17 – Douglas Carswell, Hansard (Commons), 26 Oct. 2012, col. 1257, http://www.publications.parliament.uk/pa/ cm201213/cmhansrd/cm121026/debtext/121026-0002.htm, accessed 30 Oct. 2014the.
18 – John Bruton and Tim Oliver, ‘Consent of a majority of the rest of the EU will be needed if there is to be a new UK–EU relationship’, LSE British Politics and Policy blog, 16 Jan. 2014, http://blogs.lse.ac.uk/politicsandpolicy/ archives/39020, accessed 30 Oct. 2014.
19 – Booth and Howarth, Trading places. 50 Sarah Wolff, ‘If not the EU, who will Britain blame for its democratic deficit?’, OpenDemocracy, 12 Feb. 2013, – 25 –

http://www.opendemocracy.net/ourkingdom/sarah-wolff/if-not-eu-who-will-britain-blame-
for-itsdemocratic- deficit, accessed 30 Oct. 2014.
20 – Jeff Lightfoot and Tim Oliver, ‘A UK–EU divorce: bad news for America’, The National Interest online, 3 Dec. 2013, http://nationalinterest.org/commentary/uk-eu-divorce-bad-news-america-9487, accessed 31 Oct. 2014; House of Commons Foreign Affairs Committee,
695 (London: The Stationery Office, March 2014), pp. 38–40, http://www .
21 – Robert Schuman, Pour l’Europe (Paris: Nagel, 1963), p. 43.
22- David Cameron, ‘The future of the European Union’, speech at Bloomberg London, 23 Jan. 2013. 22- HM Government, Review of the balance of competences between the United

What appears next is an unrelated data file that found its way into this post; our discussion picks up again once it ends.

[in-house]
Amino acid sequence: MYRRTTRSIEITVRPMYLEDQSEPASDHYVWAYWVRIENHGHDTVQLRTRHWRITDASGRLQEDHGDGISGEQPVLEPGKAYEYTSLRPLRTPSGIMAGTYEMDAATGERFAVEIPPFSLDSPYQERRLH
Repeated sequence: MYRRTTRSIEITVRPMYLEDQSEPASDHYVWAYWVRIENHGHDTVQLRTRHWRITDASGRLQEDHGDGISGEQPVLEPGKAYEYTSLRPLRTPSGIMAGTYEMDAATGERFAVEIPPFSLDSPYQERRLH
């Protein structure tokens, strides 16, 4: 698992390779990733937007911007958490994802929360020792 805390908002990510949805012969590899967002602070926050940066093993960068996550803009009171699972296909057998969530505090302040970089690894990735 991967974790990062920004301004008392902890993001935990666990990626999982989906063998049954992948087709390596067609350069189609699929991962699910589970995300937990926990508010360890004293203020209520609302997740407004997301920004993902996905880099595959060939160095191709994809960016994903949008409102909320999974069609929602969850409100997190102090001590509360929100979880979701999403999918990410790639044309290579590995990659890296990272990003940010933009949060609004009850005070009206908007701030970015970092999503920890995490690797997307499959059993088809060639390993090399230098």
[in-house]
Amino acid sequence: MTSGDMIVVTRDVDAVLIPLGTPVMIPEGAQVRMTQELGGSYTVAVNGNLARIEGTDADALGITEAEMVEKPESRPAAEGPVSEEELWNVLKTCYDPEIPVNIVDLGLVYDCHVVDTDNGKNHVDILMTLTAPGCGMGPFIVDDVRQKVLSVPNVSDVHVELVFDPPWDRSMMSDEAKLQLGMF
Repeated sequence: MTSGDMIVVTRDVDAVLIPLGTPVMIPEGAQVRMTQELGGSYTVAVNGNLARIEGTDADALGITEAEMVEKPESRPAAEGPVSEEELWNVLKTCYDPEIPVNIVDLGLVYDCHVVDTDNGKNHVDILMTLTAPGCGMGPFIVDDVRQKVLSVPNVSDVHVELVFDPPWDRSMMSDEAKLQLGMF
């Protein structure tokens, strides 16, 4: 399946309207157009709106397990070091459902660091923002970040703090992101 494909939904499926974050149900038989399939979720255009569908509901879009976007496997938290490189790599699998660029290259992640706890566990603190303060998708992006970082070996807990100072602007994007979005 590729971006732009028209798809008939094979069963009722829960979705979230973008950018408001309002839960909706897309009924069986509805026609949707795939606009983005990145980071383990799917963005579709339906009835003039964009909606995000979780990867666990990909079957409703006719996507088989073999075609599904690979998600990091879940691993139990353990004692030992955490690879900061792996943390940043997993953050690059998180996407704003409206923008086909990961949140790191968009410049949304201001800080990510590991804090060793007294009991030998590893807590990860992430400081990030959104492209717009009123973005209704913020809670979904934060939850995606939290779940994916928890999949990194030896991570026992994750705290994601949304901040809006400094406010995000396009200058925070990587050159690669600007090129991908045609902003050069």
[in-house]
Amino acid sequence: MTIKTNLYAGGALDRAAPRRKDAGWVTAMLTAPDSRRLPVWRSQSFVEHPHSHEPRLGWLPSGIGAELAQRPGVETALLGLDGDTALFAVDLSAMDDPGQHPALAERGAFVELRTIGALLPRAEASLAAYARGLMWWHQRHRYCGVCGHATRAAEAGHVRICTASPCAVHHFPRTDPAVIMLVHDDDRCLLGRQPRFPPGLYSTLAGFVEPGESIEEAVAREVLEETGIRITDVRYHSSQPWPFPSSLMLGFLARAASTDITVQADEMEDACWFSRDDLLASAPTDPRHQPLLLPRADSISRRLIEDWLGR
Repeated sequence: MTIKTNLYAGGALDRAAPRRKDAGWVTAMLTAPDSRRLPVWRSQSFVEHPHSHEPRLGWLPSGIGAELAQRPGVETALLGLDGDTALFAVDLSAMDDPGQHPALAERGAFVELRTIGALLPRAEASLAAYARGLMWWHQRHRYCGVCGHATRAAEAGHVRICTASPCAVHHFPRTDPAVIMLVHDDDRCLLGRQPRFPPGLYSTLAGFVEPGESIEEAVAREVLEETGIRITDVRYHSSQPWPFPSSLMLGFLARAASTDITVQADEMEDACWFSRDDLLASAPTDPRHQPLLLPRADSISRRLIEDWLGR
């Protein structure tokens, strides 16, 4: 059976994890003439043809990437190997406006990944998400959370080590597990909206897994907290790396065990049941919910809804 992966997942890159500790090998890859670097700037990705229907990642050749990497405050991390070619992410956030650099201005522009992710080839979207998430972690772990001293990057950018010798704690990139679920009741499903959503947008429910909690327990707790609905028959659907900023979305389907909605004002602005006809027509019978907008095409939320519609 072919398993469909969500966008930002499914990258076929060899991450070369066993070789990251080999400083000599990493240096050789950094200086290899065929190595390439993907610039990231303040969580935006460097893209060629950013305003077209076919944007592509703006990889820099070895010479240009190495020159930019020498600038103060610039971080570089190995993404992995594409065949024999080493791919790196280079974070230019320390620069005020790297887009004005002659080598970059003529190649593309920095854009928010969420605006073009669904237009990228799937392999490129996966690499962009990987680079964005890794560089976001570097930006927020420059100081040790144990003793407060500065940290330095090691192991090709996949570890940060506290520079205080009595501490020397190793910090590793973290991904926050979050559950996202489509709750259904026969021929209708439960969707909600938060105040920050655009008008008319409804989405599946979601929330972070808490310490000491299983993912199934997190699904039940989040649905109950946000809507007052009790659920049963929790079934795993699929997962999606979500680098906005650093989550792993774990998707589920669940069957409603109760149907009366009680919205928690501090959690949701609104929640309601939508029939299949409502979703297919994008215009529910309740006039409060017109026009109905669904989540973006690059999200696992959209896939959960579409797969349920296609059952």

23 – Kingdom and the European Union. Single market: free movement of persons (London, 2014), p. 57.
24 – See the interview given to Le Monde by Benoît Coeuré, member of the board of the European Central Bank, 27th July 215 and the speech he gave at the Ambassadors Conference in Paris on 27th August 2015, “Drawing lessons from the crisis for the future of the euro area” http://www.ecb.europa.eu/press/ key/date/2015/html/sp150827.
en.html
25 -« Britain in the EU Renegotiation Scorecard », European Council on Foreign Relations, 10 September 2015- http://www.ecfr.eu/page/-/ RenegotiationScorecard-Final.pdf
26. Thierry Chopin and Jean- François Jamet, “David Cameron’s European Dilemma”, Project Syndicate, 18 January 2013; and also Thierry Chopin “Two Europes”, in Europe in search of a new Settlement. EU-UK Relations and the Politics of Integration, Policy Network, London, 2013.
27 – Philip Lynch, ‘Party system change in Britain: multi-party politics in a multi-level polity’, British Politics 2: 3, 2007, pp. 323–46.
2 8 – See Christopher Brooker and Richard North, The Great Deception: the secret history of the
29 – Brooker and North, ‘The Great Deception’, pp. 158–73. 40 Major, ‘The referendum on Europe’.
30 – William Wallace, ‘What price interdependence? Sovereignty and independence in British politics’, International Affairs 62: 3, 1986, pp. 367–89; Wellings, ‘Losing the peace